Hetty Sorrel

Hetty Sorrel is a major character in George Eliot's novel Adam Bede (1859).

Beautiful but thoughtless Hetty lives in the fictional community of Hayslope — a rural, pastoral and close-knit community in 1799. Her home is on Mr. Martin Poyser's dairy farm as she is his niece. Because she is an extremely pretty girl, she is admired by Mr. Craig and Adam Bede as well as Captain Arthur Donnithorne. Aside from her great physical beauty, George Eliot takes care to make it clear that she does not have many attractive personal qualities. She is spoiled, cold, insenstive, indifferent to other people's problems, and almost comically vain and selfish.

Hetty is a cousin by marriage of Dinah Morris, a fervent Methodist lay preacher. In contrast to Hetty, Dinah is depicted as completely pure, generous, unselfish, modest, and unfailingly compassionate.

The novel revolves around a love triangle between vain and pleasure-loving Hetty Sorrel, Captain Arthur Donnithorne, the young squire who seduces her, Adam Bede, her unacknowledged lover, and Dinah Morris.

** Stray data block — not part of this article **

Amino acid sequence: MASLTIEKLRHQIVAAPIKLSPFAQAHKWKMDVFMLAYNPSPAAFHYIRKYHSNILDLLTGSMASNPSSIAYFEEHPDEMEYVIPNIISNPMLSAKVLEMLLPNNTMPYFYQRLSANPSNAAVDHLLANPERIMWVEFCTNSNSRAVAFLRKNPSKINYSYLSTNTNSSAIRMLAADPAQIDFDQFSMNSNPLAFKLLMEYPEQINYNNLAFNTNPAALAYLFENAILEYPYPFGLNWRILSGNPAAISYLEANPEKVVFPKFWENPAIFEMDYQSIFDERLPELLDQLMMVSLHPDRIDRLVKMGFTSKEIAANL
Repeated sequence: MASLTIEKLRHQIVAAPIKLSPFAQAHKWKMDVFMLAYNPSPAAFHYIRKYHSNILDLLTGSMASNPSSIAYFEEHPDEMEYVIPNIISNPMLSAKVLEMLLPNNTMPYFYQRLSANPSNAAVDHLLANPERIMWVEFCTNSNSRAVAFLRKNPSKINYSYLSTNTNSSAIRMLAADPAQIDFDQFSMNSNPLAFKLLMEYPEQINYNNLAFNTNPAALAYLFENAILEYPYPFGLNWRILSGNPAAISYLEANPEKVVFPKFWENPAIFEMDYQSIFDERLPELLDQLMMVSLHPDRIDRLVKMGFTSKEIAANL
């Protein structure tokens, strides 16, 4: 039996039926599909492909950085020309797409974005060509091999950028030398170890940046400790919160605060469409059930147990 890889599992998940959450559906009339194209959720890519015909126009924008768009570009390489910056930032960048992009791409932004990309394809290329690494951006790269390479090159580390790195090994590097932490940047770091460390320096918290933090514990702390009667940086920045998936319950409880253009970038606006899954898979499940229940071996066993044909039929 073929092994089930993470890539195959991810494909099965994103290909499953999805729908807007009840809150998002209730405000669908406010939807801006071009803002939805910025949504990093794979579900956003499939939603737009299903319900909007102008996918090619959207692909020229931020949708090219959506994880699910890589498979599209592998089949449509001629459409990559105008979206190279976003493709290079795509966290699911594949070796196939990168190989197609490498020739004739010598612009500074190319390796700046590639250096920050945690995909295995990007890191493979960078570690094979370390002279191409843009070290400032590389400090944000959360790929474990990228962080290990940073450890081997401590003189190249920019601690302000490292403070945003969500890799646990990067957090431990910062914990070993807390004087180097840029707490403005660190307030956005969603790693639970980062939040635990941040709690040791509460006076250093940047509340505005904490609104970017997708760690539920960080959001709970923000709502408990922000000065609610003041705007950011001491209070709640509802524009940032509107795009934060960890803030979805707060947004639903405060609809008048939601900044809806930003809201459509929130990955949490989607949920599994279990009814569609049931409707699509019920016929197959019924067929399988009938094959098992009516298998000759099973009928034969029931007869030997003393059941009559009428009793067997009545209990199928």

Adam is in love with Hetty. Though she is only a milkmaid, Hetty secretly longs for the luxurious life of an upper class lady. She is attracted to Captain Donnithorne and soon falls in love with him. When Adam interrupts a tryst between them, Adam and Arthur fight. Arthur leaves Hayslop to return to his militia. Broken-hearted, she agrees to marry Adam but shortly before their marriage, discovers she is pregnant, and having second thoughts, leaves in search of Arthur. She cannot find Arthur, and unwilling to return to the village and shame her family, she delivers her baby anonymously. She kills the child by abandoning it in a field, where it dies of exposure.

Hetty is caught and tried for child murder. She is found guilty and sentenced to hang. When Arthur Donnithorne, on leave from the militia for his grandfather's funeral, hears of her impending execution, he races to the court and has the sentence commuted to transportation.

According to The Oxford Companion to English Literature (1967),

"the plot is founded on a story told to George Eliot by her aunt Elizabeth Evans, a Methodist preacher, and the original of Dinah Morris of the novel, of a confession of child-murder, made to her by a girl in prison."